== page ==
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them now about some other games we would like to bring in. You can now configure your floor depending on

your needs and on the demands of your customers. Terminal-based wagering allows that freedom, that fluidity.

CI: How difficult was it in terms of training staff

to use the tables?

MP: We have a strategy here with new things… We

try a lot of new stuff here. Often properties at our level don’t have an innovations team – we have a dedicated department for finding the newest and best things out there for our business and trying to bring them here. Also, we have some great staff who like trying this kind of thing, and they provide us with a lot of the feedback to help us enhance these products. It’s not like we tell them they’re going out to deal

this game and that’s that; our staff want to participate in whatever we bring in and we do our best to make it successful. If it fails it’s not because we didn’t try or didn’t market it, or have the right people on the game to try and sell it. So the staff we have are very receptive, open and usually eager to try new things to see if it works.

CI: And their feedback has been positive,

presumably, partly thanks to the removal of human error from the game… They can get down to engaging the customers.

MP: Basically, yes. You can still press the wrong

button, there are a couple of things that could go wrong, but it’s removed pay-take errors. Just taking the rating and the paperwork out of the floor supervisor’s hands… they want to work that section [with the i-Tables in] now!

CI: Is there a big difference in the number of

games per hour?

MP: Just eliminating the pay-take

process you’re getting more decisions per hour right away. The downside of that as such is that you have to measure that. We try to control the customer experience here, we don’t want to go so fast that we over-run our customers or take their money too quickly, or don’t give them time to enjoy themselves. But it is not unusual to get a 20 per cent increase in decisions per hour on an i-Table. We put a lot of effort, a lot of labour into the customer experience.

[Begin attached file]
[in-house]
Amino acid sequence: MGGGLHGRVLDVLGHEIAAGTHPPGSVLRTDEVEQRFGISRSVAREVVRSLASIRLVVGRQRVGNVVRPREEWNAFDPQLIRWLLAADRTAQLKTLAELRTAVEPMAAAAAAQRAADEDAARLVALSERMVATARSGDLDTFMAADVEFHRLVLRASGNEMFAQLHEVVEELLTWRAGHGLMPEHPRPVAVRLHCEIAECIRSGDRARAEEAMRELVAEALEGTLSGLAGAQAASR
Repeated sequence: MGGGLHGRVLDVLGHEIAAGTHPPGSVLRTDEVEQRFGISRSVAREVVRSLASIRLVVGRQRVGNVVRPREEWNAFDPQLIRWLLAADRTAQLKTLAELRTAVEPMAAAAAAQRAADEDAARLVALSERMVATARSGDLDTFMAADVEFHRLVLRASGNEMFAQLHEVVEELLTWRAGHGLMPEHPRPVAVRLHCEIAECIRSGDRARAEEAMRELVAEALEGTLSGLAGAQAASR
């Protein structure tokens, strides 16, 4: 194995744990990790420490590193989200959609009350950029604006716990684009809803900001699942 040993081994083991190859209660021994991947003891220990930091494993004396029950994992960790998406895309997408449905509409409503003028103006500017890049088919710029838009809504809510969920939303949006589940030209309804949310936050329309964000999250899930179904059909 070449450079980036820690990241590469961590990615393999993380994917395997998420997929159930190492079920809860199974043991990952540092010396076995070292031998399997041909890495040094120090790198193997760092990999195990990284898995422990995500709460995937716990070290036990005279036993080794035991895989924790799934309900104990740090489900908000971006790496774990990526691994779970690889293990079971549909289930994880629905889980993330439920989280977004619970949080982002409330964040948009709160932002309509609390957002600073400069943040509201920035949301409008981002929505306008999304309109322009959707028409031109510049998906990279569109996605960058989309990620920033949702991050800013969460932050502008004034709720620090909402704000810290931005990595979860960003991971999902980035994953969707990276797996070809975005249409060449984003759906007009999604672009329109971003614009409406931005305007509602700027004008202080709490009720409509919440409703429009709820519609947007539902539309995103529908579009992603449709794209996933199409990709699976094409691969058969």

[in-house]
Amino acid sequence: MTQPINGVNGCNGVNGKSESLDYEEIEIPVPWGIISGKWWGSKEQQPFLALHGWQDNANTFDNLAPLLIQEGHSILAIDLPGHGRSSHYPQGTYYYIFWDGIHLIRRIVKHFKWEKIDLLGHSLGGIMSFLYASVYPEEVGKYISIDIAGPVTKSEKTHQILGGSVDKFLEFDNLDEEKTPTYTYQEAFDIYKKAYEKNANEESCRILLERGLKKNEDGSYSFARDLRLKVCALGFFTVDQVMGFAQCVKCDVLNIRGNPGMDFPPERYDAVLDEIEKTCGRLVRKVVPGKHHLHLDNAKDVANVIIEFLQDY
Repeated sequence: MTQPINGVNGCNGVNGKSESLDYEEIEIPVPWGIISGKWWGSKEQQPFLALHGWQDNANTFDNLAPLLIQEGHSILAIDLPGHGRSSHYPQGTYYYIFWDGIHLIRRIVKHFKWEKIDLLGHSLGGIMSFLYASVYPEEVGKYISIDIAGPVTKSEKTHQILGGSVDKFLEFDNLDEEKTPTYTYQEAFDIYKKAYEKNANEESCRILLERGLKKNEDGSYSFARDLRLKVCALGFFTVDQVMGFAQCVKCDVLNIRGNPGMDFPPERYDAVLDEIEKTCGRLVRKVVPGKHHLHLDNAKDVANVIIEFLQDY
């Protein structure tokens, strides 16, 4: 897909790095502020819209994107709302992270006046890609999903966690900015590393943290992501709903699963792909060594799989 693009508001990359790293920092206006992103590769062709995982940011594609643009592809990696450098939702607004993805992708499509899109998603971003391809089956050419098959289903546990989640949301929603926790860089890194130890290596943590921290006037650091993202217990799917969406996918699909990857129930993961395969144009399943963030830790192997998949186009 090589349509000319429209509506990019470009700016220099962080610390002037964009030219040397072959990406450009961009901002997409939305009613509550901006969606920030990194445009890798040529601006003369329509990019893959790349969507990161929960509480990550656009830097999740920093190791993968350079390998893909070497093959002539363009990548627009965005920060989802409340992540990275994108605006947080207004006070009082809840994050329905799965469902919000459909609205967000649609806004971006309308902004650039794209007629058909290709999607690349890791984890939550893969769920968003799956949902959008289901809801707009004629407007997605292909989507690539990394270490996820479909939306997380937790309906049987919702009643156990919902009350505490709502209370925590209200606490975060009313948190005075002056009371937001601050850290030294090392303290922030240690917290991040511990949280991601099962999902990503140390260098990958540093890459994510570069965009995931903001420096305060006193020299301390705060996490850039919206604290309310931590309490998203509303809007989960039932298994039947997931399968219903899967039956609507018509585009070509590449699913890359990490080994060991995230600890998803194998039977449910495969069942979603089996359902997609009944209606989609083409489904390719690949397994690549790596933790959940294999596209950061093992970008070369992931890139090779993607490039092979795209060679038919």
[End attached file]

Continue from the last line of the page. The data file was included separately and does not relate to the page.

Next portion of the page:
CI: Can you foresee a point at which

a significant percentage of your tables are i-Tables?

MP: I really can. Electronic wagering is

in its infancy in the US; we also have the Rapid Roulette and Rapid Baccarat here, and our Baccarat is the hybrid version that is doing quite well. We see a future in

APRIL 2010 29

CI: Are there any negatives for

this table?

MP: The only one that I can think

of is the tactile feel of the game; all you have to do is replace that drawback for the customer with something exciting and new, and then you don’t really have any drawbacks. Okay, so you play the i- Table with real cards but there’s no chip stacks – what if in future you could have a hologram of a chip stack, for example? Right now the player moves chips to the betting position using touchscreen; so you replace some of those current feelings with new ones, throw in the odds bet or a progressive, bonussing, you’ve overcome any perceived detriment that the move to electronic wagering might have caused for the player.

CI: How long is the trial for?

MP: I’ve had them in for about two months now,

but that’s a relative term – we’re already working on bringing more items in, this is a long-term process for me. You can say they’ve already passed the trial period, they’re up, functioning and working well, and we’ve already made enhancements to them, and we’ll continue to enhance them to make them an even more viable product.

electronic wagering, and we also see some vision beyond where we are right now. With table games, once you eliminate the physical aspects of the game, then you have almost an unimaginable opportunity to try new things. Page 1  |  Page 2  |  Page 3  |  Page 4  |  Page 5  |  Page 6  |  Page 7  |  Page 8  |  Page 9  |  Page 10  |  Page 11  |  Page 12  |  Page 13  |  Page 14  |  Page 15  |  Page 16  |  Page 17  |  Page 18  |  Page 19  |  Page 20  |  Page 21  |  Page 22  |  Page 23  |  Page 24  |  Page 25  |  Page 26  |  Page 27  |  Page 28  |  Page 29  |  Page 30  |  Page 31  |  Page 32  |  Page 33  |  Page 34  |  Page 35  |  Page 36  |  Page 37  |  Page 38  |  Page 39  |  Page 40  |  Page 41  |  Page 42  |  Page 43  |  Page 44  |  Page 45  |  Page 46
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